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Our attention is bombarded from many sides: ads, podcasts, school courses, business priorities and deadlines, live streaming, texting, music, searching the internet, and listening to reminders pinging on our phones; and that’s just in our immediate surroundings. Often there are more things vying for our attention! As a result we may have gotten into the habit of reacting to the latest attention-grabber, instead of making free or conscious choices of how to spend our energy and where to invest our attention.
Paying attention can be a spiritual practice. It’s a better habit to cultivate in life. When I use the phrase “paying attention” I mean making choices about what to pay attention to and when.
This spiritual practice becomes especially vital when we’re trying to understand what God is calling us to do with our lives. Discerning this choice needs our commitment to paying attention. Decisions that support us in paying attention include setting aside time for quiet and deep listening, even, at times, to go away for a few days of retreat so we can be less interrupted in our listening to ourselves and to God.
The heart is a metaphor for this deep listening. In quiet times, especially extended times of quiet, we can pay attention to what matters to our hearts. This is where we meet God, who leads us to choices where we can best use our unique gifts.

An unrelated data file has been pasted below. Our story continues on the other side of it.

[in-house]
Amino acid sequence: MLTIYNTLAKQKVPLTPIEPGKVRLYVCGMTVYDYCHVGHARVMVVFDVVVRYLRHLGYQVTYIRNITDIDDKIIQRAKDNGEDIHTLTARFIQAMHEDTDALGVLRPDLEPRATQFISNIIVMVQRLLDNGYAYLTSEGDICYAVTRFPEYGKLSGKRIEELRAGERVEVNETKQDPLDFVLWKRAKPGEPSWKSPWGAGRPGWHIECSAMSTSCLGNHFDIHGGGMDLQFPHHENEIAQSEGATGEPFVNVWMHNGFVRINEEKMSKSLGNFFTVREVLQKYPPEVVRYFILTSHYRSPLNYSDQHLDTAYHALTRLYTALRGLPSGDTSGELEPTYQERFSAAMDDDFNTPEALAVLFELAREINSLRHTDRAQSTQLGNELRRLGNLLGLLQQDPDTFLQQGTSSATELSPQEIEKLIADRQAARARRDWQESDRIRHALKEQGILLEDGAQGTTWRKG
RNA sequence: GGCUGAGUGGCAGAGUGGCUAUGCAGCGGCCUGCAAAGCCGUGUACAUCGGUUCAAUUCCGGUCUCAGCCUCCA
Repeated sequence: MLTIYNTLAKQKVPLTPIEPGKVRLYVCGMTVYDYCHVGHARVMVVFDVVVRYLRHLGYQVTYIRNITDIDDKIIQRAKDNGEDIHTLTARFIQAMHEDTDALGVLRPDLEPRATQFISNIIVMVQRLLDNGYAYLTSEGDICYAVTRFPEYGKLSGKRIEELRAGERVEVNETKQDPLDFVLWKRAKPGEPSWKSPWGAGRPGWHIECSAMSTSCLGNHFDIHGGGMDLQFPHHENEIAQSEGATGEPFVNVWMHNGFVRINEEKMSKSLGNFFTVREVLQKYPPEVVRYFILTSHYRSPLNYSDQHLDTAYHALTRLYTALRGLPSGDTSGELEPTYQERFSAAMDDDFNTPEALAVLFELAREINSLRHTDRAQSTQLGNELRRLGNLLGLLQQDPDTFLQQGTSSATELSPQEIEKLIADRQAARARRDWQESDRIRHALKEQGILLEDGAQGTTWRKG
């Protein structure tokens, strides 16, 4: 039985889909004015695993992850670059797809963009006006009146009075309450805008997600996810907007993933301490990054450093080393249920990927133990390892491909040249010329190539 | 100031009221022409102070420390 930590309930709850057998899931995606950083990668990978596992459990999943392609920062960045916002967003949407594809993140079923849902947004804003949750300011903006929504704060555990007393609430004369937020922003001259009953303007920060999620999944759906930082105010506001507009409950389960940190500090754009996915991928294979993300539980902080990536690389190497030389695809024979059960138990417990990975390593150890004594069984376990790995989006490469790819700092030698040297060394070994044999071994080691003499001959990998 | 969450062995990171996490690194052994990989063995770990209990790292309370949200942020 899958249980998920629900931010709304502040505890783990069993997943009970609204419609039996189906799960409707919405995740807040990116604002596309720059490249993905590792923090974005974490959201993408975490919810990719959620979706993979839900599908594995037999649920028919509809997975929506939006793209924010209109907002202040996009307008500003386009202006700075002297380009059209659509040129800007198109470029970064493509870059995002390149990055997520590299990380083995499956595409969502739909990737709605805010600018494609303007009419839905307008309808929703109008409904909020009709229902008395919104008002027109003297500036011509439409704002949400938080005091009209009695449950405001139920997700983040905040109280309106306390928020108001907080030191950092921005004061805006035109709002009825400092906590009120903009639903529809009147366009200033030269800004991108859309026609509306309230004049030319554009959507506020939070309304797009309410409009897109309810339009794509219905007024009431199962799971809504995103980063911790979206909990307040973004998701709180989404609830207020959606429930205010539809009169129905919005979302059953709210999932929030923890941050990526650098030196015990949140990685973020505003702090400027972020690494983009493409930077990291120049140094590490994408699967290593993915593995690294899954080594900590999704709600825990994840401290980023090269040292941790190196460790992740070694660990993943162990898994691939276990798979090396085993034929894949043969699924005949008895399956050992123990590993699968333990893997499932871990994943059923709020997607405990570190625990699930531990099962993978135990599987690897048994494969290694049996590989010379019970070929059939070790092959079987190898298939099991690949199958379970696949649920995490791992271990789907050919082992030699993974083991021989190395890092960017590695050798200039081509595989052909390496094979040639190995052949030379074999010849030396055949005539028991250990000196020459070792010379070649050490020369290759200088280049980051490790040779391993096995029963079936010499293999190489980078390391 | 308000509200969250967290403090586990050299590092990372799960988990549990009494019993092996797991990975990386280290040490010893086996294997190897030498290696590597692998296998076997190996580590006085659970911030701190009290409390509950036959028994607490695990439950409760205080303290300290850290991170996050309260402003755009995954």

May you not delay in making the time you need for this kind of listening, remembering that God is present in your heart’s desire.
Christine Valters Paintner, in her book The Soul’s Slow Ripening: 12 Celtic Practices for Seeking the Sacred, says, “Discernment is essentially a way of listening to our lives and the world around us and responding to the invitations that call us into deeper alignment with our soul’s deep desires and the desires God has for us.”*
With that description in mind, how do we enter that space of quiet where the “way of listening” she mentions is possible? Once we slow down and stop for awhile, our thoughts don’t necessarily stop with us. They keep going and we can count on multiple distractions invading that space! They might sound like: “I’ve got to get going.” “I can’t just sit here like this!” “I have things to do.” “This is a waste of time; nothing’s happening!”
Try sitting in a chair, feet on the floor, hands resting comfortably in your lap and begin breathing slowly, in and out. Count the breaths if that helps. Count them while focusing your attention on each breath until you begin to notice your breathing gradually slows more and more. This intentional quieting each day, even for ten minutes at a time, will begin to develop a pattern in our thoughts. We will start to notice something different is happening. Our thoughts will take their cue from our breathing and also slow down.
Thoughts will never be totally erased from our quiet time. But being intentional about taking time everyday to become familiar with this sacred space within will set the stage for our best and deepest listening to God’s voice within.
*Excerpted from The Soul’s Slow Ripening: 12 Celtic Practices for Seeking the Sacred by Christine Valters Paintner. Copyright 2018 by Ave Maria Press, P.O. Box 428, Notre Dame, IN 46556. Used with permission of the publisher.
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Sister Tarianne DeYonker, OP
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Adrian Dominican Sisters
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Adrian, Michigan 49221-1793
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